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View Full Version : [SOLVED] General Purpose - non GUI, programming language



Frank P
January 17th, 2015, 10:04 PM
I'm comfortable using PHP / MySQL / Apache but I haven't kept up with any other languages. What would be used for reading, writing, and analyzing directories/files at the command line level. No gui needed

Thanks

Frank

tgalati4
January 18th, 2015, 12:03 AM
Midnight Commander (mc) is in the repositories:


mc - Midnight Commander - a powerful file manager
mc-data - Midnight Commander - a powerful file manager -- data files
mc-dbg - Midnight Commander - a powerful file manager - debug package


Bash is probably all you need for simple scripts. Grep, awk, perl, and sed are useful for searching and parsing files.

Frank P
January 18th, 2015, 12:25 AM
I do use Midnight Commander but it wont do what I need.

My wife has a hard drive on a Windows desktop that has about 10 years of vacation photos scattered around it in directories and subdirectories with no consistent naming conventions or organization.

I need to go thru the drive recursively, picking out the folders with jpgs/pngs and creating a catalogue with paths, dates, etc. that I can review later. I've done this on a drive on my Ubuntu server using PHP/MySQL but I don't want to move the drive. I could probably do it with PowerShell but I'd rather take the time to learn a cross platform language

Thanks

Frank

trent.josephsen
January 18th, 2015, 02:17 AM
Most people use bash or generic sh for that kind of thing.

Personally, I think most shell languages are really ugly and awkward. Not to mention that for any task X, there are generally a dozen different ways to do X, of which 8 don't work in plain sh, 4 only work in bash, 2 work only in zsh and ksh, and 6 may have side effects Y and/or Z (but not in ksh93, or under the light of a full moon in May, in which case W may happen instead). Perl 5 has this kind of issue but to a much lesser extent, and is a better designed language (IMHO). At the same time, Perl is more suitable for shell-like tasks than Python, which is the other option you're likely to hear recommended here (sometimes in the same breath).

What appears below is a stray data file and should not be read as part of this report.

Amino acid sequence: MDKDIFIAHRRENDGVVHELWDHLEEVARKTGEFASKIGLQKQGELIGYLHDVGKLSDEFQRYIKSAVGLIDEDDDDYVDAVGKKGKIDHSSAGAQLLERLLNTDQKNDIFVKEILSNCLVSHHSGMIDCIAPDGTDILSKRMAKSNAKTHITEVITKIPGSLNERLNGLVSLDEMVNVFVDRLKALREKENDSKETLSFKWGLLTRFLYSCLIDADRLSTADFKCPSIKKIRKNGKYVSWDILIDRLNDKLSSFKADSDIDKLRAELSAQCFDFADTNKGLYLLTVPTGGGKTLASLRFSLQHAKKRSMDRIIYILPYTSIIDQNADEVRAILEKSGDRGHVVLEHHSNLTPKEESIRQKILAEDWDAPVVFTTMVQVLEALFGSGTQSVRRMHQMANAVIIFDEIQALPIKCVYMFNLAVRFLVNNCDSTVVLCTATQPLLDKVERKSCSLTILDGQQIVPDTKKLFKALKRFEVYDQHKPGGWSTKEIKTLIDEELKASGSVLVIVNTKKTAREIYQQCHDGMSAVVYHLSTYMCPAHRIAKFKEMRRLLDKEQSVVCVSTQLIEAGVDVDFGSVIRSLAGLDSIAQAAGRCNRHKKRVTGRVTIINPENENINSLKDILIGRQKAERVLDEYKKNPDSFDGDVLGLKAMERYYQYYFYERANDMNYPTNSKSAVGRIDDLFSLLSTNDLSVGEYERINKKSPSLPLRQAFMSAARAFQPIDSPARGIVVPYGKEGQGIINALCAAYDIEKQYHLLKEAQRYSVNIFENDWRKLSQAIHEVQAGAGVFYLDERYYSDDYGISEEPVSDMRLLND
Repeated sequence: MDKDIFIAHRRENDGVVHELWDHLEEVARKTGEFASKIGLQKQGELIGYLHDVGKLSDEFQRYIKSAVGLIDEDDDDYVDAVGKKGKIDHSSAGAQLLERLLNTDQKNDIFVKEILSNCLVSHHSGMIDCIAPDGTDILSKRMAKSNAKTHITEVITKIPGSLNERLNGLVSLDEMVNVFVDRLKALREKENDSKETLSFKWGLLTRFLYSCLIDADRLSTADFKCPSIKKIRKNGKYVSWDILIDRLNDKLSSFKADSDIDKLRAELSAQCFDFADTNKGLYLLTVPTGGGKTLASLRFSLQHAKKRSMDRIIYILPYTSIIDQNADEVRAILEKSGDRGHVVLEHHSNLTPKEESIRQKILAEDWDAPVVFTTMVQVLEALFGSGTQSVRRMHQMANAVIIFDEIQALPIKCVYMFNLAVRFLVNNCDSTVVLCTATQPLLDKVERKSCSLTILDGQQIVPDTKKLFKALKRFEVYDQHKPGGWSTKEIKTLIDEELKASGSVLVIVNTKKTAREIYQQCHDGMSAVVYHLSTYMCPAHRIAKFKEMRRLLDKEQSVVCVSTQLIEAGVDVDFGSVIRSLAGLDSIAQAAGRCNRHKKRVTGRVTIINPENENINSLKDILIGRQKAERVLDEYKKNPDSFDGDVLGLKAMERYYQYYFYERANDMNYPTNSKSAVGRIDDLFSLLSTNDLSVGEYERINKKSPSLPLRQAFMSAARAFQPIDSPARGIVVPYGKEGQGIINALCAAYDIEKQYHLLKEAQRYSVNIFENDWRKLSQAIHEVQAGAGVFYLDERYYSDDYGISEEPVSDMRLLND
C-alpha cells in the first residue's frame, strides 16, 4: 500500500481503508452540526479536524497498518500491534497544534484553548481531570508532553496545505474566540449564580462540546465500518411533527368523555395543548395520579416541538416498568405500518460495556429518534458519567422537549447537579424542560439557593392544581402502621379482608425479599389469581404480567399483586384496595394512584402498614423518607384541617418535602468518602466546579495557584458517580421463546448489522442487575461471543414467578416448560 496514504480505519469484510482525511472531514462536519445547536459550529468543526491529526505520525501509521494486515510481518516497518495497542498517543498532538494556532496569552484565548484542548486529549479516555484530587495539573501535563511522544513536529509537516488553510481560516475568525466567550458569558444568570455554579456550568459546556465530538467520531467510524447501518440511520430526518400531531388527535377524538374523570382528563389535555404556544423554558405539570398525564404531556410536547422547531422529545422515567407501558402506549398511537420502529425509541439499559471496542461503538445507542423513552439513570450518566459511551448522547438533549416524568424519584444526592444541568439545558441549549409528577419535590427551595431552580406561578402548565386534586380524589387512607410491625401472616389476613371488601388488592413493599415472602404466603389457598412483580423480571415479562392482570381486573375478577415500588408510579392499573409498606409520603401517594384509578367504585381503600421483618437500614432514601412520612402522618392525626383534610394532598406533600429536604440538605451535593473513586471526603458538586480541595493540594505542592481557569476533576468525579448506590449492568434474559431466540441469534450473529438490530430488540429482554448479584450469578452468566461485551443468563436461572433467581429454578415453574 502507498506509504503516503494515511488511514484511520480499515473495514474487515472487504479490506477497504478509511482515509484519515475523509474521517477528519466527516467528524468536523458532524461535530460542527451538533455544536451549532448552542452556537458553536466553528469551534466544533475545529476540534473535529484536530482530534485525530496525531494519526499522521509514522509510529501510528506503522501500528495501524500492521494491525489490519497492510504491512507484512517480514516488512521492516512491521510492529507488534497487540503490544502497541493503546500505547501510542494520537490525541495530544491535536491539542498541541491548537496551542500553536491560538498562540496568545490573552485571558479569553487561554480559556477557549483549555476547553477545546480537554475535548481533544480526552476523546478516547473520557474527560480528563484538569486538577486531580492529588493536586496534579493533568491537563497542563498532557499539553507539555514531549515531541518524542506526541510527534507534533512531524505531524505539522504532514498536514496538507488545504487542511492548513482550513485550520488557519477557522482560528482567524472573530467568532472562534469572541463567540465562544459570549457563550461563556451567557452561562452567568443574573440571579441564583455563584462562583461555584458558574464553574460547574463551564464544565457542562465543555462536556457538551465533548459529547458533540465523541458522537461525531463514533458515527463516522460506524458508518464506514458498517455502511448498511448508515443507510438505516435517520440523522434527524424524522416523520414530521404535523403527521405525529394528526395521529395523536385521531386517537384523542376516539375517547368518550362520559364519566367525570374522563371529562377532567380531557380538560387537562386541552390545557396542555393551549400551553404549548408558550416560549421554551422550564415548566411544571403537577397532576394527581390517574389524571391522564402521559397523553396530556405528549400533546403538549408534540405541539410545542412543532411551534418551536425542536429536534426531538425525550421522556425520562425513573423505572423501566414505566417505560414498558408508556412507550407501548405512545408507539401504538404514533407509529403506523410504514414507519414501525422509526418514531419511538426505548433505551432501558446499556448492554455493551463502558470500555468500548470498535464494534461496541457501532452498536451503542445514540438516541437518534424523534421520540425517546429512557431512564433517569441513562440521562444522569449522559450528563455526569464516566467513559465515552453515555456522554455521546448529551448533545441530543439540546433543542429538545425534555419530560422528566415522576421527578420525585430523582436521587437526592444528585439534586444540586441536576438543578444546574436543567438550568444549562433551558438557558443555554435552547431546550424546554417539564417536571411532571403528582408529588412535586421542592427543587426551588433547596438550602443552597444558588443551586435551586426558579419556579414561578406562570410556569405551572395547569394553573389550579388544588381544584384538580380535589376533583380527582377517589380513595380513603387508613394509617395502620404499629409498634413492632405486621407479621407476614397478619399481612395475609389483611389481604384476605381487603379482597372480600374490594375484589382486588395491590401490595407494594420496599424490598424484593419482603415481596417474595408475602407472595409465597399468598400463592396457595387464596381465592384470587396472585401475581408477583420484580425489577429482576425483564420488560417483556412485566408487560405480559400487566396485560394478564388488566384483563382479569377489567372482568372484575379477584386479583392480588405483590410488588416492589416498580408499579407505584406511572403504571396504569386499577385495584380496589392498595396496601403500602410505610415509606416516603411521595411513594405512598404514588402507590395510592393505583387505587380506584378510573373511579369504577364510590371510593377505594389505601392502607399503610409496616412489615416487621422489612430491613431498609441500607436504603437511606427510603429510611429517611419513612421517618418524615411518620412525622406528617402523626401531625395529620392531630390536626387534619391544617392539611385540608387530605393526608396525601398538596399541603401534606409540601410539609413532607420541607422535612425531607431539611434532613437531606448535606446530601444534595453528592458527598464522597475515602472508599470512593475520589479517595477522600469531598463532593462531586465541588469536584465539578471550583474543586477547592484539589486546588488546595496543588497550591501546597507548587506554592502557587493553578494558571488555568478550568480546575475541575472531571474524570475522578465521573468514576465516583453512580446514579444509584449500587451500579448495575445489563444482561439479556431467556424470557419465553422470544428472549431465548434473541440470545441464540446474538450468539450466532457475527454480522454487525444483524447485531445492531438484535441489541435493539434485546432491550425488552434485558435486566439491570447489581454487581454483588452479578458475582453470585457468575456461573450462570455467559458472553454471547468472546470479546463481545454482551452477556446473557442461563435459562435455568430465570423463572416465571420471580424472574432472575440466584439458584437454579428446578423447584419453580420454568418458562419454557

An option you're not likely to hear from someone else: I give Tcl the advantage over Perl for the learner, and Tcl is probably what I would use for this kind of thing most of the time. It has a familiar shell-like syntax, and you can even run it as a shell (tclsh) if you want (I don't suggest using it as your login shell). But the language is clean and simple and it doesn't quite feel like everything invented since 1973 was bolted on. It will run out of steam when writing really big complex stuff, but for the kind of thing you describe, it's what I'd reach for.

So there you have it. At the end of the day only you can make the decision, but any one of Perl, Python or Tcl would be a good choice in my opinion. Hope this helps.

tgalati4
January 18th, 2015, 05:23 AM
Build a linux desktop with a gui and remotely mount the Windows machine. The file manager (Nautilus or Caja) will automatically display thumbnails of photos. This is much faster than trying to parse EXIF data from photos. Afterall, humans are good at pattern recognition, so this is a Use Case that really benefits from a graphical interface.

If you don't want to build another machine, then you could install a virtual machine on your server and install a lightweight, graphical distro. Do your photo organizing, then delete the vm when you are finished. And if you build a vm, then you might as well load shotwell or some other photo manager and just import the photos and organize them within the photo manager.

An alternative method is to load a photo manager directly on the server and use a web interface. http://galleryproject.org/

Frank P
January 18th, 2015, 10:30 PM
The volume is too large for a photo manager - we're talking several thousand photos - a few too many thumb nails to handle at one time :-)
I'll do some research on languages.
Is there a way to mark this thread closed?
Thanks
Frank

Erik1984
January 18th, 2015, 11:55 PM
There is a Thread Tools dropdown menu (in the bar under the topmost reply button) with an option to mark this thread as solved.

flaymond
January 20th, 2015, 12:19 PM
What would be used for reading, writing, and analyzing directories/files at the command line level. No gui needed

Then the answer is Perl and Bash. (I gladly to choose Perl instead, but it was ugly). Perl don't have much issue on compatibilities, so in you question..yea..Perl is might be your tool to do those (don't forget the simplicity of python!)

Lars Noodén
January 20th, 2015, 12:35 PM
+1 for perl

I'd say it is the way to go for tasks like you describe. Don't forget that CPAN modules exist for directory traversal and tens of thousands of other activities, so you won't have to write the script wholly from scratch. Perl is really flexible and easy to program.

Frank P
January 20th, 2015, 03:44 PM
Thanks for all the suggestions. Since they're all scripting languages (I was expecting compiled) it made realize I already know and use a cross platform scripting language - PHP. I'll use the CLI version
Thanks
Frank